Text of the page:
Companies often have policies which favor type 1 errors at the cost of type 2 errors. That is, it is beneficial for the company to make the mistake of allowing someone to exploit them rather than make the mistake of denying someone with a legitimate (at least in the customer's mind) complaint. They have specific right off on their balance sheets that are basically "@#%^ costs."
If you go to any fast food restaurant, you can have them make you a shake, take a few sips of it, and then tell them it tastes wrong and have them make you another at no charge. In this way you can get more shake than you normally would. People can and do exploit this, but the vast majority do not. It's more profitable for the company to give out a free shake to a cheating customer than accidentally piss off a customer who legitimately doesn't like their shake.
When I worked at Hallmark during High school, I remember taking the craziest returns. Probably the best one was a used candle that we refunded at full cost (because according to the customer it didn't work anymore). The reason we did this is because as a card store selling emotional junk, business depended heavily on the mood of the customers. Especially at Christmas, little old ladies with nothing better to do would come into our store and buy literally thousands of dollars worth of collectible ornaments, most of which were repainted versions of last years. Keeping these crazy women happy was key to business, and so we'd gladly take a crazy lady's used candle back, not because it was the right thing to do, but because in allowing her to take advantage of us we got to take an even greater advantage of her.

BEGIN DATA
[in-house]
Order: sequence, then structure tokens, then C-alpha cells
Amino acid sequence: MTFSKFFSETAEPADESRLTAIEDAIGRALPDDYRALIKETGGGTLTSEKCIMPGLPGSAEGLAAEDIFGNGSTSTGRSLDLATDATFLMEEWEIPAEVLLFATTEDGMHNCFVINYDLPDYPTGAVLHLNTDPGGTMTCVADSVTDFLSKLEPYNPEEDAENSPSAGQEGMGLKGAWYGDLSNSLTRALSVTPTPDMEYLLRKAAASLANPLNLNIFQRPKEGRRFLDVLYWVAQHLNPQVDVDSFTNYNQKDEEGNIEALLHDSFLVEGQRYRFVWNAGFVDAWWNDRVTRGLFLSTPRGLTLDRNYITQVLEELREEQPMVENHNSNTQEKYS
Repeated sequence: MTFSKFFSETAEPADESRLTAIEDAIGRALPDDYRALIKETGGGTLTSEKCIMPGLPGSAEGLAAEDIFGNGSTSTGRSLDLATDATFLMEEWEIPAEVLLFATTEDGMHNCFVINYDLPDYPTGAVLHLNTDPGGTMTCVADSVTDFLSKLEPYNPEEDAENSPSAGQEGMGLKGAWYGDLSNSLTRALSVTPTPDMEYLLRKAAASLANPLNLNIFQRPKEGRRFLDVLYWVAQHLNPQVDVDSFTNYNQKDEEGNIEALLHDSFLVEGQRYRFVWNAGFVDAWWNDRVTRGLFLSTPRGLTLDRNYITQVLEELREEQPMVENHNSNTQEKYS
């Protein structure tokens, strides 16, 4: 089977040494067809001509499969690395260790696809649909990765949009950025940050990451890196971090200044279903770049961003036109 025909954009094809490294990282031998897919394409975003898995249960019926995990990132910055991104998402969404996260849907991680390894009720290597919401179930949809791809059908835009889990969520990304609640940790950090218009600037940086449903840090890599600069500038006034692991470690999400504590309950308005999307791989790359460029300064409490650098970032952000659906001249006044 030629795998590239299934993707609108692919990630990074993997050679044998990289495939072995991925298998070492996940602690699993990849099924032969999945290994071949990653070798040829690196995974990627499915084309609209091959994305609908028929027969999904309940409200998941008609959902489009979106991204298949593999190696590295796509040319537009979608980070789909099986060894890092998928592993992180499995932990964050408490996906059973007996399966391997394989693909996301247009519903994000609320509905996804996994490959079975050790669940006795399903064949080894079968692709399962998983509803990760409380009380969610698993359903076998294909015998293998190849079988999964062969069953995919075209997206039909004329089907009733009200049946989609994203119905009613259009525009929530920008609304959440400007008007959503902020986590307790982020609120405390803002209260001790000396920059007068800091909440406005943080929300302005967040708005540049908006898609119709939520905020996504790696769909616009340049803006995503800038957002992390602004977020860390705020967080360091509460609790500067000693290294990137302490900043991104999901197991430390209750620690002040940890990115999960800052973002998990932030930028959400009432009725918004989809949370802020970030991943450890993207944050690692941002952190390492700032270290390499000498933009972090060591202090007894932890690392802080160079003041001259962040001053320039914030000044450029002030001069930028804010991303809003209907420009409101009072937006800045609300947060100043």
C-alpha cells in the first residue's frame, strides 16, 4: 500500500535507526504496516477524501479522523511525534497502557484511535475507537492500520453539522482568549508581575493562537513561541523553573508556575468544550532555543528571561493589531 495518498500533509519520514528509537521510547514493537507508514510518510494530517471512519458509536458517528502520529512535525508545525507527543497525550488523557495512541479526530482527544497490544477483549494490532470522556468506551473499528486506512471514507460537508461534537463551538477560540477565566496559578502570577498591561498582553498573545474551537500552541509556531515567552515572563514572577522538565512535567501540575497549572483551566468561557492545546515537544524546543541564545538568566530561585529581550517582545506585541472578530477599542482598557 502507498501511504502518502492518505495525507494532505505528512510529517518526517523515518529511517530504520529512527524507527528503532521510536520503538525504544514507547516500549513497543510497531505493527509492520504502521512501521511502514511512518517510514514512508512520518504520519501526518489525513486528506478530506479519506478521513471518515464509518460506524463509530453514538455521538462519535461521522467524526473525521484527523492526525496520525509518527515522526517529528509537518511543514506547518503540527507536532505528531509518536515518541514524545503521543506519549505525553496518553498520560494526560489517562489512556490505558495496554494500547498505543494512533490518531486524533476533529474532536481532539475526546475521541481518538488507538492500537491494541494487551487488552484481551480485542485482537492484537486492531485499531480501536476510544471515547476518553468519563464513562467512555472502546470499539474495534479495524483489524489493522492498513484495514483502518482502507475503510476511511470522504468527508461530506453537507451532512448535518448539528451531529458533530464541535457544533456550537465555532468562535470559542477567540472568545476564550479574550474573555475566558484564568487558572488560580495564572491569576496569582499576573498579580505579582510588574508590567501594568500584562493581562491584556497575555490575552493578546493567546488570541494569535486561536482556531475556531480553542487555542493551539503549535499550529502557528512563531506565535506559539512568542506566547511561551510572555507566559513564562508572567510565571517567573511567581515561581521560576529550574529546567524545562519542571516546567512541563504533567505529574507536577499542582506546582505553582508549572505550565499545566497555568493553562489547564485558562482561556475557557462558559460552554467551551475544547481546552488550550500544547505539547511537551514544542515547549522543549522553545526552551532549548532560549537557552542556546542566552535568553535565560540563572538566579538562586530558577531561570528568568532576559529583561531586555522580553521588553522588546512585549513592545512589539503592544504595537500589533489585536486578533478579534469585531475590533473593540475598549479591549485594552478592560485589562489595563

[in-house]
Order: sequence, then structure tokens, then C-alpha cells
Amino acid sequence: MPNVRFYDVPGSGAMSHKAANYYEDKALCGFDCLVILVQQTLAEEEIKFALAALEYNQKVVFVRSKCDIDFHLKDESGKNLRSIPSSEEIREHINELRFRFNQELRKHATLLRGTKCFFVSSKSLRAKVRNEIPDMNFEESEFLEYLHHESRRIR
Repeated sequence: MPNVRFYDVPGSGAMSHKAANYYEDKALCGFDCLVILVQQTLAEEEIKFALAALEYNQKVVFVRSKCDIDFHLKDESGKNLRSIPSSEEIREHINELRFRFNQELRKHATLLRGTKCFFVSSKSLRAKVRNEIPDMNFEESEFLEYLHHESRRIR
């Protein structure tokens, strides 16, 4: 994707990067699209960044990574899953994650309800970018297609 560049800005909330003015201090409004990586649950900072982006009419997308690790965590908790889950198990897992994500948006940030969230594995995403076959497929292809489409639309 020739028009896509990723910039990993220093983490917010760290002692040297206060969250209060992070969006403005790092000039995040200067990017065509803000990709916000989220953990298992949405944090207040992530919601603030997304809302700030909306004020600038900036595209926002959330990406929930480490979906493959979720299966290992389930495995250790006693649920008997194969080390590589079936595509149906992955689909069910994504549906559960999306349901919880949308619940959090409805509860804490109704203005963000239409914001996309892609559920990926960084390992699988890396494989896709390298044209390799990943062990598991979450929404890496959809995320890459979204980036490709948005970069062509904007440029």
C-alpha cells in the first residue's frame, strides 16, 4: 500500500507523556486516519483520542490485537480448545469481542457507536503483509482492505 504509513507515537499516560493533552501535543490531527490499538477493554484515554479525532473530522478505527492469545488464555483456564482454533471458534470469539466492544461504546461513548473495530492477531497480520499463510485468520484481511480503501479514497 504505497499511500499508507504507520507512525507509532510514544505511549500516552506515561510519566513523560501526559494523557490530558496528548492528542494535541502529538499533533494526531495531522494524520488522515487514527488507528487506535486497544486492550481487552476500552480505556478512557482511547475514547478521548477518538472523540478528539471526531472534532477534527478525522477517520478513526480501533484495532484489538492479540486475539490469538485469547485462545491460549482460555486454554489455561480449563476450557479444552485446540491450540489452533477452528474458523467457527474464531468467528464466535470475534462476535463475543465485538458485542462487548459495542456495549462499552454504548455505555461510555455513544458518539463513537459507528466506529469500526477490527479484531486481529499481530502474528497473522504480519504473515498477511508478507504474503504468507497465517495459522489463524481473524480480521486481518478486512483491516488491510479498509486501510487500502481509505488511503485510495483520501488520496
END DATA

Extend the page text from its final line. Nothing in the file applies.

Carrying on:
The point here is that just because you can legally do something to a company doesn't automatically make it ok. They know you are a douche and taking advantage of them. They allow it because overall it benefits them, but you're still a douche.